September 1, 2015 |

Dough Doctor: Pizza Crust Characteristics

By Tom Lehmann

Want a chewy or crispy pizza crust?

pizzas in rack, slice rackThe one thing that we all have in common is that we are trying to achieve specific characteristics in our finished pizza crust. Some are trying to achieve a soft and foldable crust, while others are looking for a crust that is firm and crispy. Then there are those who are looking for pizza crust characteristics in between these two extremes, such as crispy on the outside but soft and slightly chewy on the inside. In this article I will discuss some of the more basic things we might do to achieve each of these different characteristics.

First, let’s examine soft textured and foldable. This type of crust is usually made using a flour with 13- to 14-percent protein content and about two-percent oil in the dough formula. The protein content of the flour provides the foldable characteristics and the oil contributes to the softness of the finished crust, but the real key to making this type of crust is in the baking. It has been found that baking at high temperature for a short time is vital to achieving these characteristics.

If using an air impingement, oven screens are the favored baking platform with baking temperatures in the 475 to 510 F range and baking time in the 4½- to 5-minute range. In some cases, it might be necessary to modify the top finger configuration by either fully or partially closing off one of the finger positions to prevent scorching of the toppings at these higher temperatures.

When using a deck oven, the pizzas are best when baked directly on the deck with an oven temperature of 600 F or more. Baking time should be no more than is necessary to bake the top of the pizza, which will typically be anything between three and five minutes. Here is a tip for making this crust if you want to use a coupe style or tapered edge cutting pan: do not season the pan on the outside, only season it on the inside to prevent the baked crust from sticking. The bright finish on the outside of the pan will effectively reflect heat away from the bottom of the pizza during baking, allowing for a fully baked but not very crispy (softer) bottom crust characteristic.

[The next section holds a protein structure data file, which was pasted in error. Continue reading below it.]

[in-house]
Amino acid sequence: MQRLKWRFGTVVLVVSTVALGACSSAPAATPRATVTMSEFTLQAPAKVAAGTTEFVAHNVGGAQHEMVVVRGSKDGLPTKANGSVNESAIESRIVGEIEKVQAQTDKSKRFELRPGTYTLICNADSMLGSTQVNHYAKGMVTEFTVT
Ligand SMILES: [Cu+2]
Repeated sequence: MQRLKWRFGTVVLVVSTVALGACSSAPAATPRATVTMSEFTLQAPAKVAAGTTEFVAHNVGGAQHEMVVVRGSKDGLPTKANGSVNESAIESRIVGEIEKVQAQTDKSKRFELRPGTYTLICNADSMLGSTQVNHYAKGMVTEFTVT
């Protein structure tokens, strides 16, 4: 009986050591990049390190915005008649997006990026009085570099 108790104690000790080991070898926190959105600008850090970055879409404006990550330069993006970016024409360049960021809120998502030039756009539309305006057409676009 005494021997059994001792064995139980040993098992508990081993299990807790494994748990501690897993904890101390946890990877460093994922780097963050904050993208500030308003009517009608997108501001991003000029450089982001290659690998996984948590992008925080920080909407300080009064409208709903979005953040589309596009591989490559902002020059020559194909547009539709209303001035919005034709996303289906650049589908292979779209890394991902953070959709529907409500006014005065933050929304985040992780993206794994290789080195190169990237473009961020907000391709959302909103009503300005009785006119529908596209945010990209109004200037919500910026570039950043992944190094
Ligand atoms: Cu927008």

Firm and Crispy crust is arguably the most commonly sought-after pizza crust characteristic.

It is possibly the most challenging type of crust to make, as well. Be honest –– who hasn’t struggled to achieve these characteristics in their crust? Firm and crispy characteristics can be imparted to just about any type of crust through formulation modifications and how the pizza is baked.

Within this category of crusts is the cracker-type crust that is typically made using flour with only 11- to 12½-percent protein content (think bread flour). The formula will typically contain about 40-percent absorption, with no sugar added and a mixing time of only around three minutes or less (resulting in a very “shaggy” dough with dry flour throughout the entire mass). This is then pressed together by hand to form “dough pucks” about one-inch thick; they’re then wrapped in plastic or placed in sealed dough boxes and allowed to hydrate/ferment for 24 to 48 hours, after which time they are brought out of the cooler, allowed to temper to 50 F and opened into pizza skins using a dough sheeter or rolling/pie pin.

THE MARGHERiTA PIE featuring a firm and crispy crust at Precinct Pizza in Tampa, Florida.

THE MARGHERiTA PIE featuring a firm and crispy crust at Precinct Pizza in Tampa, Florida.

These crusts are best baked at high temperatures for a short time. In an air impingement oven dark colored baking disks work best, but seasoned screens can also be used. Baking temperature should be around 475 F with a time of 4½ to five minutes.

Now let’s look at crispy on the outside but soft and chewy on the inside. This characteristic can be achieved by using two- to four-percent sugar in the dough formula. More can be used if a slight sweet taste to the finished crust is acceptable. The sugar will induce rapid crust browning for a crispy outer crust while leaving the center portion still soft and somewhat chewy. Either in combination with the increased sugar or by itself, baking the pizzas at a higher temperature for a slightly shorter time will also help to impart this crust characteristic.

Finally, let’s look at crispy on the outside and tender eating on the inside. To impart this characteristic, we will again need to increase the sugar content of the dough to two- to four-percent of the flour weight to achieve the desired crispiness, but we will also need to increase the fat content in the formula to at least five percent to achieve the desired tenderness. Some formulas have been found to contain as much as 10- to 15-percent fat (typically as oil, but shortening may also be used). This type of crust is generally best baked at 450 to 475 F in an air impingement oven using a screen as the baking platform. When using a deck oven we have had the best results baking at 450 to 500 F while baking the pizzas on a screen for the entire baking time.

Tom Lehmann is a former director at the American Institute of Baking in Manhattan, Kansas and Pizza Today’s resident dough expert.